A Worn Path is considered one of Weltys most distinguished and often studied plants of short fiction. Deceptively simple in tone and range, the narrative is structured upon a journey motive that incorporates a rich texture of symbolic significance. Harmonizing to Alfred Appel, “ ‘A Worn Path ‘ base on ballss far beyond its regionalism because of its singular merger of assorted elements of myth and fable, which invest the narrative with a spiritual significance that can be universally felt. ”
Plot and Major Fictional characters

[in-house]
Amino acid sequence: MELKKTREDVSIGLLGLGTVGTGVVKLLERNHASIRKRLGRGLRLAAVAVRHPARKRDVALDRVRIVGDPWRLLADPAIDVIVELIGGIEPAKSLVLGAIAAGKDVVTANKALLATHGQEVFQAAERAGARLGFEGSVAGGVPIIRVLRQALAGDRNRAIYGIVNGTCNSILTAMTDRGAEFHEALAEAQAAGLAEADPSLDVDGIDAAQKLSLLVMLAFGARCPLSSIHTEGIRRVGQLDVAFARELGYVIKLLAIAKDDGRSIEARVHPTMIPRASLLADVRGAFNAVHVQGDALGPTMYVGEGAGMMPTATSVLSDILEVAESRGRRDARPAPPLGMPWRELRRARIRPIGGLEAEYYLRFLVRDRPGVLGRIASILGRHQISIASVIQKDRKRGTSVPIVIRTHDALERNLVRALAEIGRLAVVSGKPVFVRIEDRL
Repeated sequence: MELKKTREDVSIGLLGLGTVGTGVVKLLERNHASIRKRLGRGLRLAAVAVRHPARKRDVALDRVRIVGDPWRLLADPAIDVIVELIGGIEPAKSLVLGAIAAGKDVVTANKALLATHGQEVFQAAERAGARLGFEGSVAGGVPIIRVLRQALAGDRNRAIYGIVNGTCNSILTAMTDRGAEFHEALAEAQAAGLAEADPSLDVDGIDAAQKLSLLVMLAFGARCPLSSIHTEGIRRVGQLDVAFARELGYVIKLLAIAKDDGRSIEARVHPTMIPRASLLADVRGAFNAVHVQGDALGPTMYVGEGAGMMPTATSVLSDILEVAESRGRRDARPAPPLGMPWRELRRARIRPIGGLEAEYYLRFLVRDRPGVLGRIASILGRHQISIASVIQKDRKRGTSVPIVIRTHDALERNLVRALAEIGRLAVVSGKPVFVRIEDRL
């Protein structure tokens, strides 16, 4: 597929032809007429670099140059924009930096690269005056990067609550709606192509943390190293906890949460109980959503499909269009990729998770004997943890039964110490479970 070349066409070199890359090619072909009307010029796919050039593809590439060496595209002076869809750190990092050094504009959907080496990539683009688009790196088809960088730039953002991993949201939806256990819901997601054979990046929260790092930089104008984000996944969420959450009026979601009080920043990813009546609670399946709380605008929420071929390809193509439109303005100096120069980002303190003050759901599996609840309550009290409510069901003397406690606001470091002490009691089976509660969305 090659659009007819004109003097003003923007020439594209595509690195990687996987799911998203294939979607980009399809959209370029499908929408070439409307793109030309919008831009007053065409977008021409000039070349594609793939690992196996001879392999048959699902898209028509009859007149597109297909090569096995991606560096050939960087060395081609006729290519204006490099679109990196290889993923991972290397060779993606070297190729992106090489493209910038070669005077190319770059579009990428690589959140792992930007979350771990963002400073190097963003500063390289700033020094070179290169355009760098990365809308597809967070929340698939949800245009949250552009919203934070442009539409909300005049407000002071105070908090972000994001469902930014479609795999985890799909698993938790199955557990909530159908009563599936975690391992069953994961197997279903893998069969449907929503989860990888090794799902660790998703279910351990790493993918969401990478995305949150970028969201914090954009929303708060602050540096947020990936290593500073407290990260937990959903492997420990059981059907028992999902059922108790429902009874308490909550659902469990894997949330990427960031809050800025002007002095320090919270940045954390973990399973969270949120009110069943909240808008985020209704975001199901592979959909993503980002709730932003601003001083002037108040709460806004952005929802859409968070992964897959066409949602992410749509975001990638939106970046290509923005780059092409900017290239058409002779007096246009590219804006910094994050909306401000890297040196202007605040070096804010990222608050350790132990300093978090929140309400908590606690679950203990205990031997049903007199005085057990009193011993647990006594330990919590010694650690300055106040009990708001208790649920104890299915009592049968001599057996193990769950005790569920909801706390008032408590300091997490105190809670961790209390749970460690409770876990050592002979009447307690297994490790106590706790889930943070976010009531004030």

“ A Worn Way ” describes the journey of an aged black adult female named Phoenix Jackson who walks from her place to the metropolis of Natchez to acquire medical specialty for her ill grandson. The landscape as Phoenix perceives it becomes a primary focal point of the vividly elicited narrative ; nature is depicted as alternately beautiful and as an hindrance to Phoenix ‘s advancement. As she walks, she struggles against intense weariness and hapless seeing, every bit good as such obstructions as thorn shrubs and barbed wire. The combined effects of her old age, her hapless vision, and her poetic position of the universe heighten the lyricality and symbolism of the narrative. For illustration, she mistakes a straw man for a dance “ shade ” until she draws near adequate to touch its empty arm. A peculiarly tense episode occurs when she encounters a white huntsman who appears friendly at first, but so makes a arch suggestion that she is likely “ traveling to town to see Santa Claus. ” When he unwittingly drops a Ni, Phoenix distracts him and manages to pick it up, experiencing that she is stealing as she does so. The huntsman all of a sudden points his gun at her, and while he may hold seen her choice up the Ni, it is ill-defined what his existent motive is for this baleful gesture. Phoenix, nevertheless, does non look afraid ; the huntsman lowers his gun and she manages to go on on her manner unhurt and without returning the Ni. Finally making the “ shining ” metropolis of Natchez, Phoenix enters the “ large edifice ” -presumably a hospital-where a nurse inquiries her about her grandson, inquiring if he has died. Phoenix remains queerly quiet at first, as if deaf to the nurse ‘s inquiries. She so apologizes, claiming that her memory had all of a sudden failed her-that for a minute, she could non retrieve why she had made her long journey. The narrative concludes with Phoenix ‘s dear description of her grandson, whose pharynx was injured several old ages ago when he swallowed lye. She declares that he is non dead, receives the medical specialty for him, along with another Ni, with which she decides to purchase him a Christmas present-a “ small windmill. ”